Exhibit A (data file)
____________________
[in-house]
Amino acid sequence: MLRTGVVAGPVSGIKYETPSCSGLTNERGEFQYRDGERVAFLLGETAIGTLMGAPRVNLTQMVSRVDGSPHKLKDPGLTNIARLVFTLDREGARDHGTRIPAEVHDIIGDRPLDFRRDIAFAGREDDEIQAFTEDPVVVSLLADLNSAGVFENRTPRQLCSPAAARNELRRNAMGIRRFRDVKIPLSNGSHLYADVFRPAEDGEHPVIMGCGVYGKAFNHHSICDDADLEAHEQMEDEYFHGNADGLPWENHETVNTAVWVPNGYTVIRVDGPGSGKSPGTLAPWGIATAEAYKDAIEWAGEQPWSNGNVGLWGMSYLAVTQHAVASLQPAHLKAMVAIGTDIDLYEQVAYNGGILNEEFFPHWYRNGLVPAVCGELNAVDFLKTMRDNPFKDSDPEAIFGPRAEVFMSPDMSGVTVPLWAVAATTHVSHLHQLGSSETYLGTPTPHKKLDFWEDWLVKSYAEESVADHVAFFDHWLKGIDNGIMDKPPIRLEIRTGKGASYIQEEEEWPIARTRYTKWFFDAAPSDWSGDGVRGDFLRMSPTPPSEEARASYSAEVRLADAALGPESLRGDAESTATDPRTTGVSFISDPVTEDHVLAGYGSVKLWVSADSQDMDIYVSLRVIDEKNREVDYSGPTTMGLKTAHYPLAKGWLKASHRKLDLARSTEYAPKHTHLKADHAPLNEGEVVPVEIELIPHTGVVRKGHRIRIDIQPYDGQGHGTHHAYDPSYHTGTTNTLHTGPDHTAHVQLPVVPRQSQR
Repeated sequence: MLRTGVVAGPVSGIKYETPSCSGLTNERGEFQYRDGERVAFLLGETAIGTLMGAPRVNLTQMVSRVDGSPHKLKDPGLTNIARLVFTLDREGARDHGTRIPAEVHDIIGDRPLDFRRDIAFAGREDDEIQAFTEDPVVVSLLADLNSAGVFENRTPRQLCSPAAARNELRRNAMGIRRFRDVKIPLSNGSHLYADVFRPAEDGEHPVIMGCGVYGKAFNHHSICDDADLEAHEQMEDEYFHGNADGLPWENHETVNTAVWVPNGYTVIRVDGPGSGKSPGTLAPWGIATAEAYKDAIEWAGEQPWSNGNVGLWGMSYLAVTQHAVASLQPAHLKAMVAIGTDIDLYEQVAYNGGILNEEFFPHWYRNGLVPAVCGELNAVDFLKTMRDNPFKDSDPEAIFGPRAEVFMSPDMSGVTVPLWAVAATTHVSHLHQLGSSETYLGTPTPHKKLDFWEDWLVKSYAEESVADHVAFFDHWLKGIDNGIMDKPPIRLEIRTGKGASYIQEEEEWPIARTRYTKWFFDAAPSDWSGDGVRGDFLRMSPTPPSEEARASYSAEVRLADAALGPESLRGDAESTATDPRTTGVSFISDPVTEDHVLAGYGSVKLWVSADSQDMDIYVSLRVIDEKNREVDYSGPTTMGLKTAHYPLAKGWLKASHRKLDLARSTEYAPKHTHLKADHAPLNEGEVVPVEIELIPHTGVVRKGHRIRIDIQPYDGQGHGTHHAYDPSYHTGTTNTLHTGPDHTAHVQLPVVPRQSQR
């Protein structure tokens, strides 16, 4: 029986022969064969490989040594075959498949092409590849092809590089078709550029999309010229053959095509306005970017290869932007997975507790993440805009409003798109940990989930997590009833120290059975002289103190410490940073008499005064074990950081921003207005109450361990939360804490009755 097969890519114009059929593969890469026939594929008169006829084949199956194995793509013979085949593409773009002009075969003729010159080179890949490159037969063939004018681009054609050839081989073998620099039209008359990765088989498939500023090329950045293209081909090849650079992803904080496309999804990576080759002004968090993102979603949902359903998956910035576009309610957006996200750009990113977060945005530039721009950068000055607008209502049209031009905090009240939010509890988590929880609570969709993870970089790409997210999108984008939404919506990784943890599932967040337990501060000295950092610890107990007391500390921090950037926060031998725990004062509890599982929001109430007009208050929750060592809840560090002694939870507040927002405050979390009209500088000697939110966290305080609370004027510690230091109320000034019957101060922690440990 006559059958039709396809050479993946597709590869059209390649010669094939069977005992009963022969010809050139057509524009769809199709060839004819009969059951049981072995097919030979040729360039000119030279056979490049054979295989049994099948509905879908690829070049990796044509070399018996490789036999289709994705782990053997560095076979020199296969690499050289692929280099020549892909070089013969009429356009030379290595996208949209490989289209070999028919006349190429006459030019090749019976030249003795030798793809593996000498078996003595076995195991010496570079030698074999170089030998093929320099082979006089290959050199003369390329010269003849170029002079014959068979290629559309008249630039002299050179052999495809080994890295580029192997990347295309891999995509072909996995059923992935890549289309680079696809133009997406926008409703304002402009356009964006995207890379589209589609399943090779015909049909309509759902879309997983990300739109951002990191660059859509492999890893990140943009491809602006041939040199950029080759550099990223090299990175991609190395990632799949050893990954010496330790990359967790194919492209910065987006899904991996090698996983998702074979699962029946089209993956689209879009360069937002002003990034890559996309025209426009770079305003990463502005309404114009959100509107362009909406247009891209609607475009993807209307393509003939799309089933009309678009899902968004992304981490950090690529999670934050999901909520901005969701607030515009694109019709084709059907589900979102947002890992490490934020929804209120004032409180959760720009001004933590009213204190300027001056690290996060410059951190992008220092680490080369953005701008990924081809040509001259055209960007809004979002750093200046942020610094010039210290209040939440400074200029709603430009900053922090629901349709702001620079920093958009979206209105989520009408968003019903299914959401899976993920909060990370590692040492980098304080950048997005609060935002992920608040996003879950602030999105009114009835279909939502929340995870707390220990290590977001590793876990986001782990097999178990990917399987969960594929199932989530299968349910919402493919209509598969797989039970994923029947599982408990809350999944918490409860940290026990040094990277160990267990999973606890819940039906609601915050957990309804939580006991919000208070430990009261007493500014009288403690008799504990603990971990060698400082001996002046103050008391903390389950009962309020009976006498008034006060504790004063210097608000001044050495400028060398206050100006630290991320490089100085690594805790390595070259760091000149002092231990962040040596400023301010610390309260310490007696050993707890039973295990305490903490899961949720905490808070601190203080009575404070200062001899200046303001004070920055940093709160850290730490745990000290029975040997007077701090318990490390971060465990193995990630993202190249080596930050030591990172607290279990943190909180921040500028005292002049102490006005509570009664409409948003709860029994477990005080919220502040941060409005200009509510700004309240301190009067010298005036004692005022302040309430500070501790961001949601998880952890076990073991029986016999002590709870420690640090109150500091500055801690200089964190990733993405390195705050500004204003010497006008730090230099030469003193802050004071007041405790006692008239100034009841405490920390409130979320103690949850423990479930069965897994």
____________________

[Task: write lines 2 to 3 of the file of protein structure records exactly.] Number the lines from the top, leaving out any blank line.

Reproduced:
Amino acid sequence: MLRTGVVAGPVSGIKYETPSCSGLTNERGEFQYRDGERVAFLLGETAIGTLMGAPRVNLTQMVSRVDGSPHKLKDPGLTNIARLVFTLDREGARDHGTRIPAEVHDIIGDRPLDFRRDIAFAGREDDEIQAFTEDPVVVSLLADLNSAGVFENRTPRQLCSPAAARNELRRNAMGIRRFRDVKIPLSNGSHLYADVFRPAEDGEHPVIMGCGVYGKAFNHHSICDDADLEAHEQMEDEYFHGNADGLPWENHETVNTAVWVPNGYTVIRVDGPGSGKSPGTLAPWGIATAEAYKDAIEWAGEQPWSNGNVGLWGMSYLAVTQHAVASLQPAHLKAMVAIGTDIDLYEQVAYNGGILNEEFFPHWYRNGLVPAVCGELNAVDFLKTMRDNPFKDSDPEAIFGPRAEVFMSPDMSGVTVPLWAVAATTHVSHLHQLGSSETYLGTPTPHKKLDFWEDWLVKSYAEESVADHVAFFDHWLKGIDNGIMDKPPIRLEIRTGKGASYIQEEEEWPIARTRYTKWFFDAAPSDWSGDGVRGDFLRMSPTPPSEEARASYSAEVRLADAALGPESLRGDAESTATDPRTTGVSFISDPVTEDHVLAGYGSVKLWVSADSQDMDIYVSLRVIDEKNREVDYSGPTTMGLKTAHYPLAKGWLKASHRKLDLARSTEYAPKHTHLKADHAPLNEGEVVPVEIELIPHTGVVRKGHRIRIDIQPYDGQGHGTHHAYDPSYHTGTTNTLHTGPDHTAHVQLPVVPRQSQR
Repeated sequence: MLRTGVVAGPVSGIKYETPSCSGLTNERGEFQYRDGERVAFLLGETAIGTLMGAPRVNLTQMVSRVDGSPHKLKDPGLTNIARLVFTLDREGARDHGTRIPAEVHDIIGDRPLDFRRDIAFAGREDDEIQAFTEDPVVVSLLADLNSAGVFENRTPRQLCSPAAARNELRRNAMGIRRFRDVKIPLSNGSHLYADVFRPAEDGEHPVIMGCGVYGKAFNHHSICDDADLEAHEQMEDEYFHGNADGLPWENHETVNTAVWVPNGYTVIRVDGPGSGKSPGTLAPWGIATAEAYKDAIEWAGEQPWSNGNVGLWGMSYLAVTQHAVASLQPAHLKAMVAIGTDIDLYEQVAYNGGILNEEFFPHWYRNGLVPAVCGELNAVDFLKTMRDNPFKDSDPEAIFGPRAEVFMSPDMSGVTVPLWAVAATTHVSHLHQLGSSETYLGTPTPHKKLDFWEDWLVKSYAEESVADHVAFFDHWLKGIDNGIMDKPPIRLEIRTGKGASYIQEEEEWPIARTRYTKWFFDAAPSDWSGDGVRGDFLRMSPTPPSEEARASYSAEVRLADAALGPESLRGDAESTATDPRTTGVSFISDPVTEDHVLAGYGSVKLWVSADSQDMDIYVSLRVIDEKNREVDYSGPTTMGLKTAHYPLAKGWLKASHRKLDLARSTEYAPKHTHLKADHAPLNEGEVVPVEIELIPHTGVVRKGHRIRIDIQPYDGQGHGTHHAYDPSYHTGTTNTLHTGPDHTAHVQLPVVPRQSQR